Diary and Commentary
One year ago today I was somewhere in the jungles of northern Guatemala. I was walking from one Mayan ruin to another, in search of...what, exactly? To this day I do not know and I cannot understand why I do such things, why I have spent the last 18 years of my life venturing forth at every opportunity (usually) alone into the wilds of South and Central America. It was---it is---some sort of hunger that can only be sated, and even then only temporarily, by loading up the backpack and heading out to some forsaken place, the more forsaken the better. It gnaws at me still, today, at this moment, yet I have not the ability to feed it. And it cannot be ignored. What to do?
Easy answer: There is nothing to be done about it. I sit in my oh-so-comfortable room here in Oklahoma City, surrounded by the toys and accoutrements of life in these United States. My life has never been more full of things, yet that damned (or is it blessed?) hunger calls me. But there is no way to satisfy it. And so it remains inside, unappeased.
It is now 15 years that I have had a life that has given me whatever nobility and grace I possess. It is the life of a teacher. And like everything good and noble it is a gift from God. Being a teacher is not what I do, it is what I am. But this year is the first in my career where I cannot plan on spending every vacation wandering the wilds of Latin America. Yes, one year ago I was in Guatemala, and one year before that I was in Chile, and one year before that I was in the Argentine Andes, and one year before that I was in the Venezuelan grasslands. And so on all the way back to 1989. I could both practice my vocation and feed the backpacking creature that lived and flourished inside me. And now?
I knew this morning that if I looked the travel diary of my 'Year of Living Dangerously' that something like this would happen. (Imagine a man on a diet who salivates while reading a restaurant menu.) It is all there: the adventure, the excitement, the danger and the wonder of solo extreme backpacking. And even though I just spent an entire year of walking the wilds of Latin America---something most men can only dream about---yet I need to return to it, somehow. And soon.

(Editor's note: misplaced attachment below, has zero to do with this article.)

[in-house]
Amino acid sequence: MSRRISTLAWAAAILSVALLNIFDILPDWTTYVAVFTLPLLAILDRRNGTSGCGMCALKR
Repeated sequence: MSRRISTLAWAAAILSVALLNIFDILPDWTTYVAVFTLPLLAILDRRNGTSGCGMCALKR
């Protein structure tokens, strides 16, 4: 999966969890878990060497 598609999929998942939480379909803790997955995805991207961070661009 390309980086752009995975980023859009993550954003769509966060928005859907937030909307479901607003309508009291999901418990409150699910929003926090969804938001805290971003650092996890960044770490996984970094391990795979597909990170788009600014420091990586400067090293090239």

My first chance comes in July when I will have at least 6 weeks free. Already my thoughts turn to the there and then, making it hard to remain in the here and now. And so I plan...and am reminded of a park in northern Chile called Lauca. I went there before, but could not complete the adventure because of improper equipment. And I absolutely hate failure. So to Lauca it will be, and not nearly soon enough. But oh well.
Miller Time Long Ago and Far Away
I am going through all of my photos taken over the last 21 years or so. A couple of them need to be seen here and now. In 1983 I was trying to enter northern Guatemala in a rather interesting way. A border guard accosted me and began a series of intrusive questions. As I could come up with no good answers, he pointed his rifle at me and demanded that I go with him to the local police station. I had no desire to spend time in any sort of jail, and so propositioned him with this idea: instead of him taking me to jail, how about if I bought both of us dinner and all the beers we could drink? It took only a moment for the guard to come to his decision. He slung the rifle over his shoulder and we sauntered over to the nearest cantina. The result is below.
My new best pal
A few days later, enjoying my freedom.
Yes, I was younger then. And wiser now, probably.
It still astounds me that of all the things crazy and sane I have done while backpacking, I have only suffered one debilitating injury. But as these photos show, once was quite enough.